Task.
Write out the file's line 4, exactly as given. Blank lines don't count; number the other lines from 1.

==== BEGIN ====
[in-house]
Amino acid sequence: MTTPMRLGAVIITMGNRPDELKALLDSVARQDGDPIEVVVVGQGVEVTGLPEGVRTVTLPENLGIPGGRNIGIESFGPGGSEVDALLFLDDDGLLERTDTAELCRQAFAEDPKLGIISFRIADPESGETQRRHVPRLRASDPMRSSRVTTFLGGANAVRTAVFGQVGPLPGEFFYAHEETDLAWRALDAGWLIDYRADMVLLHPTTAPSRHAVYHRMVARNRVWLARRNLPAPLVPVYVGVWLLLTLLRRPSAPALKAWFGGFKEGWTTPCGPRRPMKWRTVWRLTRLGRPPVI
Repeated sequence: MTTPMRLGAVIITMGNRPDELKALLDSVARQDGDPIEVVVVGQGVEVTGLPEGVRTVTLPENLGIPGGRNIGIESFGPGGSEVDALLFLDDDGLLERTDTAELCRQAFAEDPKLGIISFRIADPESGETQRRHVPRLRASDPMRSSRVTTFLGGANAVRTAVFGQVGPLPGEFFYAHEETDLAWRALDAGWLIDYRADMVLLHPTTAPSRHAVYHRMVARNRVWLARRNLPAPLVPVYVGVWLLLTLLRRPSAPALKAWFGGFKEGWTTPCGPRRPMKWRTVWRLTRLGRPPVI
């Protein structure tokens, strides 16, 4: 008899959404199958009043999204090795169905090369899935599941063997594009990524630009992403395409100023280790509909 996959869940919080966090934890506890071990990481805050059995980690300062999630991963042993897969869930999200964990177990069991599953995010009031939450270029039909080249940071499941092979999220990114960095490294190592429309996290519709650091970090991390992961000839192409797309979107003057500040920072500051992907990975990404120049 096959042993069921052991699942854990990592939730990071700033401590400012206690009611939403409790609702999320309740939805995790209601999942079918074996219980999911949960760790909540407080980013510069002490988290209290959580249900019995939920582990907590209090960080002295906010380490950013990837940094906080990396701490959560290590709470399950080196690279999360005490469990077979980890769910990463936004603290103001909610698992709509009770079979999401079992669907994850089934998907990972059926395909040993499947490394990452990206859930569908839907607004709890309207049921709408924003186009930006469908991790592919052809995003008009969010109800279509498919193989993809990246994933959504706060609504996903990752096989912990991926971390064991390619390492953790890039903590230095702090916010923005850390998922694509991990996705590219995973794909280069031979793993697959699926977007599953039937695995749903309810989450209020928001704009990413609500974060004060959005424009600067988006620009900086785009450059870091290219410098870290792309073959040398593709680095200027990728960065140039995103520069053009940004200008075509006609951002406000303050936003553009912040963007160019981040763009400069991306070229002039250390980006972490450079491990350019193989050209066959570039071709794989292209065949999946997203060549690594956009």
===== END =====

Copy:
């Protein structure tokens, strides 16, 4: 008899959404199958009043999204090795169905090369899935599941063997594009990524630009992403395409100023280790509909 996959869940919080966090934890506890071990990481805050059995980690300062999630991963042993897969869930999200964990177990069991599953995010009031939450270029039909080249940071499941092979999220990114960095490294190592429309996290519709650091970090991390992961000839192409797309979107003057500040920072500051992907990975990404120049 096959042993069921052991699942854990990592939730990071700033401590400012206690009611939403409790609702999320309740939805995790209601999942079918074996219980999911949960760790909540407080980013510069002490988290209290959580249900019995939920582990907590209090960080002295906010380490950013990837940094906080990396701490959560290590709470399950080196690279999360005490469990077979980890769910990463936004603290103001909610698992709509009770079979999401079992669907994850089934998907990972059926395909040993499947490394990452990206859930569908839907607004709890309207049921709408924003186009930006469908991790592919052809995003008009969010109800279509498919193989993809990246994933959504706060609504996903990752096989912990991926971390064991390619390492953790890039903590230095702090916010923005850390998922694509991990996705590219995973794909280069031979793993697959699926977007599953039937695995749903309810989450209020928001704009990413609500974060004060959005424009600067988006620009900086785009450059870091290219410098870290792309073959040398593709680095200027990728960065140039995103520069053009940004200008075509006609951002406000303050936003553009912040963007160019981040763009400069991306070229002039250390980006972490450079491990350019193989050209066959570039071709794989292209065949999946997203060549690594956009």